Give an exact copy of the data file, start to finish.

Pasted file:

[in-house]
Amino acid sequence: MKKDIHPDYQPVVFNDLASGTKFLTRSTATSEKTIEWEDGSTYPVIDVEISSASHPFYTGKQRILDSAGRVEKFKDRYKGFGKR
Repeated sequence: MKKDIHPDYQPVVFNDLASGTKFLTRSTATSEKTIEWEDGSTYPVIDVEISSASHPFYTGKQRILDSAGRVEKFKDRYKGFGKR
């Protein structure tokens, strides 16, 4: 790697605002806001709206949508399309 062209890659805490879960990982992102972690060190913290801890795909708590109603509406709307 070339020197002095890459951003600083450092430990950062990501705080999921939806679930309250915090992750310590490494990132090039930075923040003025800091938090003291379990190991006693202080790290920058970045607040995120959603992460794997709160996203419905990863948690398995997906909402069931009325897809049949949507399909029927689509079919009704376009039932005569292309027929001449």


[in-house]
Amino acid sequence: MKKDIHPDYQPVVFNDLASGTKFLTRSTATSEKTIEWEDGSTYPVIDVEISSASHPFYTGKQRILDSAGRVEKFKDRYKGFGKR
Repeated sequence: MKKDIHPDYQPVVFNDLASGTKFLTRSTATSEKTIEWEDGSTYPVIDVEISSASHPFYTGKQRILDSAGRVEKFKDRYKGFGKR
């Protein structure tokens, strides 16, 4: 790697605002806001709206949508399309 062209890659805490879960990982992102972690060190913290801890795909708590109603509406709307 070339020197002095890459951003600083450092430990950062990501705080999921939806679930309250915090992750310590490494990132090039930075923040003025800091938090003291379990190991006693202080790290920058970045607040995120959603992460794997709160996203419905990863948690398995997906909402069931009325897809049949949507399909029927689509079919009704376009039932005569292309027929001449």